If your business operates primarily online—like any eCommerce website—visibility is a priority. And the page experience update will affect that visibility. Plus, the user experience (UX) factors it includes, like the time it takes for your page to load and how smooth it is to navigate, play a crucial role in the customer journey. If the buying experience is seamless, people are more likely to complete their purchase, and even come back for more. This is Google’s primary focus with the last big update in May 2021. Our Calgary Web Design team has broken down and summarized in layman terms, some of the main changes and how this affects our web designs going forward.
Prioritizing above the fold content (Largest Contentful Paint (LCP))
Largest Contentful Paint (LCP) is a measurement of the time taken for the main element of a page to fully load. LCP is one of the metrics used to evaluate perceived website responsiveness and is an important component in determining first meaningful paint, which takes into account the time taken to download all of the critical resources required to render above the fold content. Ideally, this should load under 2.5 seconds.
Image optimization into webp
The newest update to Google’s Page Experience Update, has a big focus on speed and UX. One big change is the image optimization into webp images. This is an important aspect of website optimization in general because page speed plays a major role in SEO rankings. Google’s latest announcement is all about making pages faster by reducing the length of time it takes for a page to load and how easy it is for users to navigate through your site. This includes things like removing ads that are not relevant for each user’s device and creating a smoother transition from one page to another.
Prioritizing speed when choosing a web host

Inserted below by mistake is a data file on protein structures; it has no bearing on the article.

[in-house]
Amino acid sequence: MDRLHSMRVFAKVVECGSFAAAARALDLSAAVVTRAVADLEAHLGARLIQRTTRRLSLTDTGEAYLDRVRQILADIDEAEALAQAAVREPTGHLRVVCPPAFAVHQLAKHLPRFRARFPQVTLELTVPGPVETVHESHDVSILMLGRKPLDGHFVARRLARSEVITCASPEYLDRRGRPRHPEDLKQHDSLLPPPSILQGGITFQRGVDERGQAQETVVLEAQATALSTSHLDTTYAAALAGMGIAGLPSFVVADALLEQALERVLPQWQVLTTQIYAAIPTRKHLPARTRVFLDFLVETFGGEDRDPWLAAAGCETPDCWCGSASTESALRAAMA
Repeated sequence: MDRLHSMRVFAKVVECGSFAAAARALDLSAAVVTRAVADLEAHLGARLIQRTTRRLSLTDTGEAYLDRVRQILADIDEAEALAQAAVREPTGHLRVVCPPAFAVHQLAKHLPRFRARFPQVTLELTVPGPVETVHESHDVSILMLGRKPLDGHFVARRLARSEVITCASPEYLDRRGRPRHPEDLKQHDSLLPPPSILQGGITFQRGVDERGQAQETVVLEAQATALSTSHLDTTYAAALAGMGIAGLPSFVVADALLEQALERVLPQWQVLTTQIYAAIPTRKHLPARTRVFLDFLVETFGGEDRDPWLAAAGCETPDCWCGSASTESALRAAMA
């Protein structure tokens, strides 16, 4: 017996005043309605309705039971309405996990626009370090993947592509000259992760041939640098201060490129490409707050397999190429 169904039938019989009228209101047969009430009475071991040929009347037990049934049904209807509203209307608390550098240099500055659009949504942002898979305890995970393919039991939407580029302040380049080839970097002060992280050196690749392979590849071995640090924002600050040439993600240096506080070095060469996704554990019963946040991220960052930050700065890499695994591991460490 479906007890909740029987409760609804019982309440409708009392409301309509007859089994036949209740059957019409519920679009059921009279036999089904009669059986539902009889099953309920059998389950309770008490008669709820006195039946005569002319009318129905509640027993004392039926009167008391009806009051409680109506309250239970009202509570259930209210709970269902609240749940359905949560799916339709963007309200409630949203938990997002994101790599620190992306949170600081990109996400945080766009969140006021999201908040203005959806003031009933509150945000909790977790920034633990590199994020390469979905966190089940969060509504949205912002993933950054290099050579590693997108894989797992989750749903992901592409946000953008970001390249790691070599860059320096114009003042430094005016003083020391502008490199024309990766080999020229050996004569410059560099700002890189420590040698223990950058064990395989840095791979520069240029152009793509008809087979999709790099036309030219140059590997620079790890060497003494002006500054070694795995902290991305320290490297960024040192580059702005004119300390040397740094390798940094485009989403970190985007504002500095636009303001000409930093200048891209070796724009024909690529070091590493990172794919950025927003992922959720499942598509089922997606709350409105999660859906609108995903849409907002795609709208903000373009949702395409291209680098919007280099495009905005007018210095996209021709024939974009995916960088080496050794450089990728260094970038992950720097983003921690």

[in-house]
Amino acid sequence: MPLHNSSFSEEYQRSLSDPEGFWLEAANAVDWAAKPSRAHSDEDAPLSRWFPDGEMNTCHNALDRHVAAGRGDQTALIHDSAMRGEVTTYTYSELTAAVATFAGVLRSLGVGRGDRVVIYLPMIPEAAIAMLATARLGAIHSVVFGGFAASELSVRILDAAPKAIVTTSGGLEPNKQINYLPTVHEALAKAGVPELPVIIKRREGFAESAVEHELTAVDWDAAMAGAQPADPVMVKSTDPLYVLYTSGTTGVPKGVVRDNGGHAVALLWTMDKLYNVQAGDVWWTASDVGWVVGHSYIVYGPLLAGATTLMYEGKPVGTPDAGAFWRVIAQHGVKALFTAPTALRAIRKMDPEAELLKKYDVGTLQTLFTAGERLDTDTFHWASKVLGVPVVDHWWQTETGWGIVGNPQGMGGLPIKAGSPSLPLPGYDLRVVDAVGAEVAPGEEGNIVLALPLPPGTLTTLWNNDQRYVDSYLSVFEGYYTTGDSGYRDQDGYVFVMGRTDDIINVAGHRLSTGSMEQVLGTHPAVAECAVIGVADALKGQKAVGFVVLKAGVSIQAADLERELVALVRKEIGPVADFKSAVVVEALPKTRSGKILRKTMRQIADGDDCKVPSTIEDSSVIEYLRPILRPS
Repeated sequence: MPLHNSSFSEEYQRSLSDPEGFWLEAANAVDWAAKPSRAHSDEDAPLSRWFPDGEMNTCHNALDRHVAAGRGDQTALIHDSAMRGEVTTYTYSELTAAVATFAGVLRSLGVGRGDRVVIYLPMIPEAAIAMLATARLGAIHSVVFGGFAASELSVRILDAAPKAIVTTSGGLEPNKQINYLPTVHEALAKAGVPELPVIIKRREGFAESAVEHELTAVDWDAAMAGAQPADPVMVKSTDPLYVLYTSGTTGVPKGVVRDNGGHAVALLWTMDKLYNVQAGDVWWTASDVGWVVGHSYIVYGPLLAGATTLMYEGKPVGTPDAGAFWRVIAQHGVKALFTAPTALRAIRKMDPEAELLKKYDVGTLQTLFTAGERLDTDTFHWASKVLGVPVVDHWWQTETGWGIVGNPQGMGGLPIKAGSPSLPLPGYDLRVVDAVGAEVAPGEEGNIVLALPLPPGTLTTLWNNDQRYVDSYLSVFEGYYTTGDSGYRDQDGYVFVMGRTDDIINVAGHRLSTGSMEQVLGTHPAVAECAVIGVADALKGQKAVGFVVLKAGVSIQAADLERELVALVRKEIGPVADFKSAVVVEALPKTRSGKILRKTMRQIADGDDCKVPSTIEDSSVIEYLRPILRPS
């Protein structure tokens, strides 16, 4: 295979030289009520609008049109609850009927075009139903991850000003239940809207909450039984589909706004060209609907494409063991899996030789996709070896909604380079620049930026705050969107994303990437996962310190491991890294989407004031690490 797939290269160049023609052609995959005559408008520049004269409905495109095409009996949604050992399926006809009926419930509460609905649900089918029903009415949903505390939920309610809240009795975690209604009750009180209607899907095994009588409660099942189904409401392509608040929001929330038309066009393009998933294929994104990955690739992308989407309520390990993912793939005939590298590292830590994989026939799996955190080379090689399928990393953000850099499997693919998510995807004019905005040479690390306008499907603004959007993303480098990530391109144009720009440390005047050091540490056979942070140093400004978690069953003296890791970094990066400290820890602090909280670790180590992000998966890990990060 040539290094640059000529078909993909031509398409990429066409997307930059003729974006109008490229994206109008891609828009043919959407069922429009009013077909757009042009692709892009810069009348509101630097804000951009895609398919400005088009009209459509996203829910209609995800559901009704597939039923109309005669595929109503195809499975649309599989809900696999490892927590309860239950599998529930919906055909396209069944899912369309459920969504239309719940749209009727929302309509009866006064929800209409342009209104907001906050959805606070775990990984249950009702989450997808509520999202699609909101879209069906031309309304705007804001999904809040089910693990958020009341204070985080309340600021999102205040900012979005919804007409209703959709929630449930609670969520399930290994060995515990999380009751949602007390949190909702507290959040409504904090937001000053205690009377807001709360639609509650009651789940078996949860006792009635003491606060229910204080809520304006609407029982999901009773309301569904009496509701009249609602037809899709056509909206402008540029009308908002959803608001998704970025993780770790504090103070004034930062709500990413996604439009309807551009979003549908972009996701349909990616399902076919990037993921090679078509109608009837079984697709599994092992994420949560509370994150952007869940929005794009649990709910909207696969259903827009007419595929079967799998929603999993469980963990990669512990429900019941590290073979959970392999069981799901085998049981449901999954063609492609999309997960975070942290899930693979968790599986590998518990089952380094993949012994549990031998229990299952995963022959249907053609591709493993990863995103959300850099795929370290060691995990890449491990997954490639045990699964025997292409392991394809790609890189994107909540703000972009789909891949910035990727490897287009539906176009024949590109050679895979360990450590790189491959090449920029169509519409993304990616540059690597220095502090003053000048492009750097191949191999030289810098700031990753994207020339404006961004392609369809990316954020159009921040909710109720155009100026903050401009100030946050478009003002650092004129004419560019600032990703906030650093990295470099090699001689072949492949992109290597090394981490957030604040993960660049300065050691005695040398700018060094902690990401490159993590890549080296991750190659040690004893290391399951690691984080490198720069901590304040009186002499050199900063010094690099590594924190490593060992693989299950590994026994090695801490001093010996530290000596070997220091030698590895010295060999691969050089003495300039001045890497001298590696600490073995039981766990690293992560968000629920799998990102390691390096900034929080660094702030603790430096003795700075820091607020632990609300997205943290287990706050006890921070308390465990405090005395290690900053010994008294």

One of the biggest changes with this update is prioritizing speed. Webmasters should always prioritize speed when choosing a web host, but now it’s more important than ever. Sites that load quickly are ranked higher by Google and will have an increased chance of winning over their prospective customers.
Reducing animations, transitions and video
Great transitions and animations can serve many purposes. When used appropriately, they can help users understand what’s changing and why, improve the look and feel of your design, and make navigation more intuitive. But when in doubt, speed comes first and may override the desire for creating trendy, modern looks. Our apprach to animations and video is to only use them if they serve an evident purpose, otherwise images will always load faster. Even when using video, we recommend hosting offsite to reduce storage use.
Implementing lazy loading
Lazy loading is a new way to improve the UX on your site. Instead of loading all the content, like images and videos, at once, it loads them as you scroll down. This means that people don’t have to wait for content to load when they’re scrolling through your website if there are a lot of images and text. Lazy loading decreases page load time by up to 50%, so it’s important for SEO.
Reduce any unexpected page movements (Cumulative Layout Shift (CLS))
Google considers any unexpected scrolling or movement through your site as a change in layout. This can result in pages not loading, which can be frustrating for the user and make it harder to understand where they are on your site. In order to reduce CLS, keep the top of your page free of links, buttons and other elements that may cause unexpected changes in page layouts. Be sure to have an easily accessible navigation bar that you know will not introduce any of these problems.
Near perfect mobile and tablet responsiveness
A key update to the page experience is that pages need to be more responsive on mobile devices, and Google will rank higher pages with great UX. Google anticipates traffic coming from mobile devices, so it’s important that your website is a seamless user experience when viewed on any screen. To achieve this, Google recommends designing websites with a responsive web design. To get a sense of what this looks like, imagine if you had an app for your website—all content should flow easily and take up the entire screen. Web layouts that are not responsive will be penalized by Google.